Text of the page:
World Health Day Celebrates Nurses & Midwives
They take your blood pressure at the Dr.’s office, ease your anxieties before surgery, help care for an aging grandparent in hospice, and take care of your every need while you lie in a hospital bed. They teach calming techniques, labor meditation, and help women tap into their incredible feminine energy—the reasons to thank nurses and midwives are endless.
And in honor of World Health Day 2020, we’re sharing the World Health Organization’s (WHO) year-long commitment to celebrate and advocate for nurses and midwives across the globe. The World Health Assembly has designated 2020 as the International Year of the Nurse and Midwife for good reason. Nurses and midwives are critical to frontline healthcare in their communities. They are committed to persevere through the unique challenges in their field.
To recognize these everyday heroes, WHO is launching the first-ever State of the World’s Nursing Report. It will provide a global picture of the workforce who will set the precedent for data collection, policy dialogue, research, investment, and advocacy for the global nursing field. A similar report will be launching for the midwifery workforce in 2021.
Universal health coverage, by WHO’s calculations, will require nine million more nurses and midwives to head into the field in the next decade. That’s a lot of new nursing students. So, with the hope of igniting passion in healthcare, USANA is highlighting the important work of the dedicated people in the nursing and midwifery industry.
Scrub In and Thank a Nurse
It takes a special kind of person to go into the medical field—especially nursing. This side of healthcare isn’t as prestigious as becoming a surgeon or specialized medical doctor. It requires intense schooling and countless hours of clinical studies before you’re pinned as an RN, CNA, or PAC. You go into nursing if you love helping people, are compassionate, and extremely intelligent. You become a nurse to make a difference, despite the long hours, hard-to-swallow situations, and difficult patients.
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❤ Midwives of the world: We LOVE YOU ❤ Because you are strong, skilled, loving, but most of all, because you CARE. ❤ Thank you ❤ #midwife #midwives #midwifery #midwivesoftheworld #midwiferycare #midwifelife #studentmidwife #midwifegraduation #midwifegift #registeredmidwife #homebirthmidwife #callthemidwife #mamamordolls #yearofthemidwife #yearofthemidwife2020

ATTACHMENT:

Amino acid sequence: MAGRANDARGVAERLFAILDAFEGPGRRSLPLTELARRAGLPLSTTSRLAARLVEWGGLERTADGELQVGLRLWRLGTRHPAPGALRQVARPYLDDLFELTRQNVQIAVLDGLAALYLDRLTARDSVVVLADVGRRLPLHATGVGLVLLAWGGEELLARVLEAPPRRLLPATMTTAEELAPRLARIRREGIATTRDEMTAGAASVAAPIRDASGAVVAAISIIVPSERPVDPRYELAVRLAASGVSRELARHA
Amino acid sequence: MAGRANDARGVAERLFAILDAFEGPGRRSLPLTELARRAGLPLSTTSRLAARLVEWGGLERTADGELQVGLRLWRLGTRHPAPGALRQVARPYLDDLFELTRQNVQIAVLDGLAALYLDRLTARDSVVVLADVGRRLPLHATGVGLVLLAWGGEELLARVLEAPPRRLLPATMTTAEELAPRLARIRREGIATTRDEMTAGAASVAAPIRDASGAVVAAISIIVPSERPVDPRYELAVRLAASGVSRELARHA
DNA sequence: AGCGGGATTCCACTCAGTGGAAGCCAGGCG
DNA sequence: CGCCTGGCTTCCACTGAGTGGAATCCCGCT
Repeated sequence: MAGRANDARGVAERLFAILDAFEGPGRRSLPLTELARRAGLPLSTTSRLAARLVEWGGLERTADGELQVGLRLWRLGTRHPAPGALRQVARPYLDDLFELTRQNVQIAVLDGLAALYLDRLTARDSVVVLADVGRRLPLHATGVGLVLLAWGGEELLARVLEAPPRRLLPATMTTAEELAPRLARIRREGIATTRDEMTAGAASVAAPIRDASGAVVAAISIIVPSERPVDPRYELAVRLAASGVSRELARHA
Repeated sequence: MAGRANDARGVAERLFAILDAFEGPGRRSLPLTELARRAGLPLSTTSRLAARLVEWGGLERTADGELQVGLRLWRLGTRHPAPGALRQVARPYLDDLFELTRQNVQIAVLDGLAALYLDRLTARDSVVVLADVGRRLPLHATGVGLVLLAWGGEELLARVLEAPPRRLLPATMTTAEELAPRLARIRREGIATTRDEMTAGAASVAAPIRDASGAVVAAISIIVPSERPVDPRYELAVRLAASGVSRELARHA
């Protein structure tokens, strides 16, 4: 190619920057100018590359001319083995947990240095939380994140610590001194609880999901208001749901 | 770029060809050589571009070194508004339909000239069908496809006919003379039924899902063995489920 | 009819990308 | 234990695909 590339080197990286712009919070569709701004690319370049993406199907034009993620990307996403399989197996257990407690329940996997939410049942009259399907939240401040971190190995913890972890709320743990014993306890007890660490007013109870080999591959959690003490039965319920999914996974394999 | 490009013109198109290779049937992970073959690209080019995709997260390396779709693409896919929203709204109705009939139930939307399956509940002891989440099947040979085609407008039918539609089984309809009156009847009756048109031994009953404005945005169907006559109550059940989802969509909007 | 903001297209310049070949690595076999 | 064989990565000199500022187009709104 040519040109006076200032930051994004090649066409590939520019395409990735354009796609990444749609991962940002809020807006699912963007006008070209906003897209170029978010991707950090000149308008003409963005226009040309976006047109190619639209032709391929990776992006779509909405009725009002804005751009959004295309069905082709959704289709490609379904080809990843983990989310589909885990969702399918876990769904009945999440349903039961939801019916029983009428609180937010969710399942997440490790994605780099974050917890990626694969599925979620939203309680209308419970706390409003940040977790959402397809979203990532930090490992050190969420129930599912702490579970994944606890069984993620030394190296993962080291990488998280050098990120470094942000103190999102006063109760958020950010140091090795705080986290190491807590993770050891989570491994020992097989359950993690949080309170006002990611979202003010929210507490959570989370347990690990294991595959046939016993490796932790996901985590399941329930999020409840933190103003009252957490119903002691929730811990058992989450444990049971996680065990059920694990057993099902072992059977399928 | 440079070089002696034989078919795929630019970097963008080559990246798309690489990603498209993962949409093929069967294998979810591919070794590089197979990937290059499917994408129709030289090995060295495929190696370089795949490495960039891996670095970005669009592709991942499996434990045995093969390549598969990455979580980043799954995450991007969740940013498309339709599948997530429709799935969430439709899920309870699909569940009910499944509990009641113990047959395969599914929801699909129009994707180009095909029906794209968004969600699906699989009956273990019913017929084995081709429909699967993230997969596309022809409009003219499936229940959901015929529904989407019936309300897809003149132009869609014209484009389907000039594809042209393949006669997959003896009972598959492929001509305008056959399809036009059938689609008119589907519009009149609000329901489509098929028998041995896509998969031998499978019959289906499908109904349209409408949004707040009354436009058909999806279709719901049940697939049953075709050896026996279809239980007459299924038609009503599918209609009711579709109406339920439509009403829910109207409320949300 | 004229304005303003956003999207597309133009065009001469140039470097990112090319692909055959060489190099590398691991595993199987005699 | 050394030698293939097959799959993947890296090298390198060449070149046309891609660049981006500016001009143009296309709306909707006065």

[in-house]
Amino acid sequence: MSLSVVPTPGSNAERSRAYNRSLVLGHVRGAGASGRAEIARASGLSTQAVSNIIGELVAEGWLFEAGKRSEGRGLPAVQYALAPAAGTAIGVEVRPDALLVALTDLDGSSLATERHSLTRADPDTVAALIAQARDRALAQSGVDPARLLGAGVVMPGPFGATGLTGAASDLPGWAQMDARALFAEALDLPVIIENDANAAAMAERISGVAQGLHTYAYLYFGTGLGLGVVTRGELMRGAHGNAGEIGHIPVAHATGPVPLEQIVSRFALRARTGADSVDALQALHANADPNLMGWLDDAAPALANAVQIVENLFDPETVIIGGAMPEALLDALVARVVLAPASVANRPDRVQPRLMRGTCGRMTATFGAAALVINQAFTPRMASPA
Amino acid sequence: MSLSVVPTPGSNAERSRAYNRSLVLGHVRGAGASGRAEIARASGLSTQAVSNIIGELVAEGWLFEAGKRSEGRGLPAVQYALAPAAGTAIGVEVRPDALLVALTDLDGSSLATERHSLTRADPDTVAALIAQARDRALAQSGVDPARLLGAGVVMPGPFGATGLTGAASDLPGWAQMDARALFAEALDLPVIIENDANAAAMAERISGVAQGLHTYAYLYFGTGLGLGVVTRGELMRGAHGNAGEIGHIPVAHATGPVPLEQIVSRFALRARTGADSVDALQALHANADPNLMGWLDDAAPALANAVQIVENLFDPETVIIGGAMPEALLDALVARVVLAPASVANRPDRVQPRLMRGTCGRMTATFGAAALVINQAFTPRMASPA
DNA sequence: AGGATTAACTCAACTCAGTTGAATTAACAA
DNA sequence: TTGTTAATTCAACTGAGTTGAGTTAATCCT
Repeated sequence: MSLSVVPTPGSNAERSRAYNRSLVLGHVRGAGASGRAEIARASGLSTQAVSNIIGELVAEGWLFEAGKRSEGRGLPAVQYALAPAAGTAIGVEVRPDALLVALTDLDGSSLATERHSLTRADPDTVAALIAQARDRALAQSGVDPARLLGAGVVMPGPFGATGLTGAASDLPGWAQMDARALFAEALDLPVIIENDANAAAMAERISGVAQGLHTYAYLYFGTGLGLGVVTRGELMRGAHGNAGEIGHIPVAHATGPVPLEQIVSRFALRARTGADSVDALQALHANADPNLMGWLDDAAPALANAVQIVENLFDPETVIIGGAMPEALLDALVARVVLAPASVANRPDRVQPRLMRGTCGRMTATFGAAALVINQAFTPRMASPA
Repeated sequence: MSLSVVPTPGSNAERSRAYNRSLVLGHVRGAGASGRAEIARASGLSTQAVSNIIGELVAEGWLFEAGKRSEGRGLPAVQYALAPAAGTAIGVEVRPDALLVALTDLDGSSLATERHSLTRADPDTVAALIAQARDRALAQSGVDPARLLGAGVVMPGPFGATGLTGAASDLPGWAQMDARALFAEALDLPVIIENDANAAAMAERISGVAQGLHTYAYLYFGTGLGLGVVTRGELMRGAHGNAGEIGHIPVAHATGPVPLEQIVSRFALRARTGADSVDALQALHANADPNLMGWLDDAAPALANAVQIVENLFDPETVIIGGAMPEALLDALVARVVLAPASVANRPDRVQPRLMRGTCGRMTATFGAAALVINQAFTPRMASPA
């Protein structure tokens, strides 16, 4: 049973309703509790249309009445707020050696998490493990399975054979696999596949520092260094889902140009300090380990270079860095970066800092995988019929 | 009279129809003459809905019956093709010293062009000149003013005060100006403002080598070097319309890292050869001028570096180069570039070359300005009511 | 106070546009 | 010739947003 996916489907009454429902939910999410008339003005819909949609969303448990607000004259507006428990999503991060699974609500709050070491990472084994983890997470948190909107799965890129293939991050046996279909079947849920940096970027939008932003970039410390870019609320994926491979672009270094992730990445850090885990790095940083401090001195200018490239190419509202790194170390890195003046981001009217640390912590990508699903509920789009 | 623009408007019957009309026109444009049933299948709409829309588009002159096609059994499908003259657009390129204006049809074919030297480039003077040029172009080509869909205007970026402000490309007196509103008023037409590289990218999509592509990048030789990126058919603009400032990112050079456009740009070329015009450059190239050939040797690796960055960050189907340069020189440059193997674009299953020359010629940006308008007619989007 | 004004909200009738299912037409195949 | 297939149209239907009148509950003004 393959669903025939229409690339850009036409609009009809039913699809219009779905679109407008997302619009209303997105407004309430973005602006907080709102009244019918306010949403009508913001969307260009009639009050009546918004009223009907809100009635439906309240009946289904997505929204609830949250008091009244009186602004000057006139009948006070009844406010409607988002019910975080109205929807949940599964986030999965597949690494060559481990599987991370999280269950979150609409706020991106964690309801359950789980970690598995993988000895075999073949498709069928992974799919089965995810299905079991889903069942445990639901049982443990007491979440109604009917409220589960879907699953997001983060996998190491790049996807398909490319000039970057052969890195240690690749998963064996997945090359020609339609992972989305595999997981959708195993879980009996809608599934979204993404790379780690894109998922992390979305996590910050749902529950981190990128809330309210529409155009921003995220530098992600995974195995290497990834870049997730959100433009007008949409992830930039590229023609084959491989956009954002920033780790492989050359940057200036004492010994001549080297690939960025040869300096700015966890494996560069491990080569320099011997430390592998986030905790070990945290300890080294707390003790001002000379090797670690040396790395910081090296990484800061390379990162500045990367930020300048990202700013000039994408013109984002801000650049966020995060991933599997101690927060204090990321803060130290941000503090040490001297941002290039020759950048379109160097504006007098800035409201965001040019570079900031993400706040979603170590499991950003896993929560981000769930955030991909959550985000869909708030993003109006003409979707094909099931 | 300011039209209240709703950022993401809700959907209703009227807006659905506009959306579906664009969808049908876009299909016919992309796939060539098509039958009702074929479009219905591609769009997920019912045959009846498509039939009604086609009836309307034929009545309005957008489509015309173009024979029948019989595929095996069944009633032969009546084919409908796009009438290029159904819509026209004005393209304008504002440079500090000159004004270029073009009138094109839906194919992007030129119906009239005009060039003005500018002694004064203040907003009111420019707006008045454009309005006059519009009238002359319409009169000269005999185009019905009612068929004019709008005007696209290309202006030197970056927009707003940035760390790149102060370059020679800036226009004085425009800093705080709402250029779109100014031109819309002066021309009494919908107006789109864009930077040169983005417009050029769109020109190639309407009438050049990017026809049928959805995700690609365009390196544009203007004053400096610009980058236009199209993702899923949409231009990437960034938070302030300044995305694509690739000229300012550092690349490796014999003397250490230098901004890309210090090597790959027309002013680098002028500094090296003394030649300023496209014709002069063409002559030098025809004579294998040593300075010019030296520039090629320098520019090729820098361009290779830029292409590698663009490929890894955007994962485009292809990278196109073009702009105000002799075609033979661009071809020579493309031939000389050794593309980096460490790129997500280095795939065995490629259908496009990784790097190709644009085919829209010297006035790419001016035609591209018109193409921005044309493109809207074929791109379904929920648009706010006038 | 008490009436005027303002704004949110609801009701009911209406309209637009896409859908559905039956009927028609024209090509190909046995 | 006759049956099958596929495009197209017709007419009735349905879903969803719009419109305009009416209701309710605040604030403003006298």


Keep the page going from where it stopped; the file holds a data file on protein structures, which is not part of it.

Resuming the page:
A Day in the Life of a Nurse
• Nurses complete about 73 tasks every hour they’re on the clock.
• They go through hundreds of syringes, masks, gloves, swabs, and hygiene caps to keep patients safe.
• Nurses walk an average of four miles through hospital halls each 12-hour shift.
• Their essentials: scrubs, orthotic shoes, hair ties, stethoscope, note pad, and plenty of patience.
• Nurses have memorized 206 bones, over 250 medicines, and are expert problem solvers.
Space for Advocacy:
We interviewed a group of nurses, and here’s what they wish others knew about their biggest challenges:
• Burnout is real. Especially in such a high-stress, high-demand industry like nursing. There’s a need for resources and education to help nurses learn and implement methods to help them cope with work-stressors.
• Proper staffing for the acuity of patients, rather than just the number is essential.
• Lack of sleep, compartmentalized work and home life, and overall emotional and physical exhaustion are challenges nurses must combat every day.
The consensus was the same across the board. And yet these nurses continue to show up day and night because they get such joy seeing their patients grow, heal, and be strengthened, both physically and mentally. Nurses know they can help patients see hope, no matter how dark or difficult their circumstances.
Celebrating New Life and Midwives
Midwives were one of the first caregivers in history. New life is a wholly natural and beautiful process, and choosing a midwife for your pregnancy means you’re connecting with an expert in the entire birthing process.
Midwives encourage women to embrace their body’s natural power to give birth. They won’t restrain your birth plan and are there to let you embrace labor as naturally as you wish.